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Reid: Yucca Mountain won’t be revived in his retirement

WASHINGTON, D.C. – U.S. Sen. Harry Reid, D-Nev., doesn’t expect to see nuclear waste stored at Yucca Mountain after he retires and leaves the Senate.

Reid, the Senate minority leader, has spent years using his position to prevent the mountain 90 miles north of Pahrump from becoming a nuclear waste storage site. He’s retiring when his term ends after the November election.

“I can’t imagine Yucca Mountain’s going to come back,” he said in a meeting Tuesday with members of the Las Vegas Metro Chamber of Commerce in Washington, D.C. The group traveled to Washington to spend the week visiting the congressional delegation and learning about public policy issues.

Re-engaging with the mountain project would cost $100 billion, Reid said, adding that nothing is at the mountain.

“There’s nothing out there now,” he said, adding that some of the previous equipment was “ground up for junk.”

Reid said he recently lunched with former Vice President Al Gore and credited Gore with his success in stopping Yucca Mountain from going forward during the Clinton administration.

“It starts with Al Gore because he was my advocate with Bill Clinton,” Reid said.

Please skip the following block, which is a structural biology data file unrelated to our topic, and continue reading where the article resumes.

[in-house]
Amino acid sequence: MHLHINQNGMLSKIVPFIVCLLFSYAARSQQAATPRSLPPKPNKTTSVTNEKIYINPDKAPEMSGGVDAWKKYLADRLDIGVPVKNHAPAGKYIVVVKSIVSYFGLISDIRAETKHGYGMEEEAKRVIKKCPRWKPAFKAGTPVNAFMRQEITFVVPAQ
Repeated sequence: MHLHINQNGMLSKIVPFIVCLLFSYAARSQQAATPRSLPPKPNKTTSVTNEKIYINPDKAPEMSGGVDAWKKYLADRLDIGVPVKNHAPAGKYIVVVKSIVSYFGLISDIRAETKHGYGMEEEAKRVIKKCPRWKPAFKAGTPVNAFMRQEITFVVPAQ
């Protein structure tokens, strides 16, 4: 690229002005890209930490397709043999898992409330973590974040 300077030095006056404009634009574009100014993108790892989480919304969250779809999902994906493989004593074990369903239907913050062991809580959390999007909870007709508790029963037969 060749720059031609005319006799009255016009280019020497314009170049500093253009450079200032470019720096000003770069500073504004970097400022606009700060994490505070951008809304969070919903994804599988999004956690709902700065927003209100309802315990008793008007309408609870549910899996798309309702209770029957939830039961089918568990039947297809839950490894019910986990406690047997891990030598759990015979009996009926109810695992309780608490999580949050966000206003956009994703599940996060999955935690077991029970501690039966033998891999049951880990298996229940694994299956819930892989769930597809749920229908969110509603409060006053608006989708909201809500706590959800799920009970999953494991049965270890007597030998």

U.S. Rep. Cresent Hardy, whose Fourth Congressional District includes the Yucca site, said Thursday that the issue is not closed.

“At the end of the day, Yucca Mountain isn’t about any one person’s legacy. It’s about building consensus and doing what’s best for Nevada. As long as I’m in Congress, I will continue to be a strong voice for all Nevadans on this issue,” saidRepublican Hardy.

Nye County Commissioner Dan Schinhofen said Nevadans deserve to hear the science after $15 billion and 30 years of work have been spent on the project.

“We put a man on the moon in less than 10 years and here we are over 30 years later with a hole in our mountain,” Schinhofen said. “The ‘ground-up junk’ he refers to was also a plan he had, but much of the offices and equipment was given to local governments.”

Nye County is among nine counties asking for the science to be heard, Schinhofen said.

“Why the people against this project will not allow the science a fair hearing makes me wonder what they are afraid of,” he said. “The state has 218 contentions and we welcome them being heard. If it is found to be safe, who wouldn’t want the public works project that will last 50 to 100 years. This could be the biggest boost to Southern Nevada’s economy and we won’t have to give up tax incentives to get the jobs we desperately need.”

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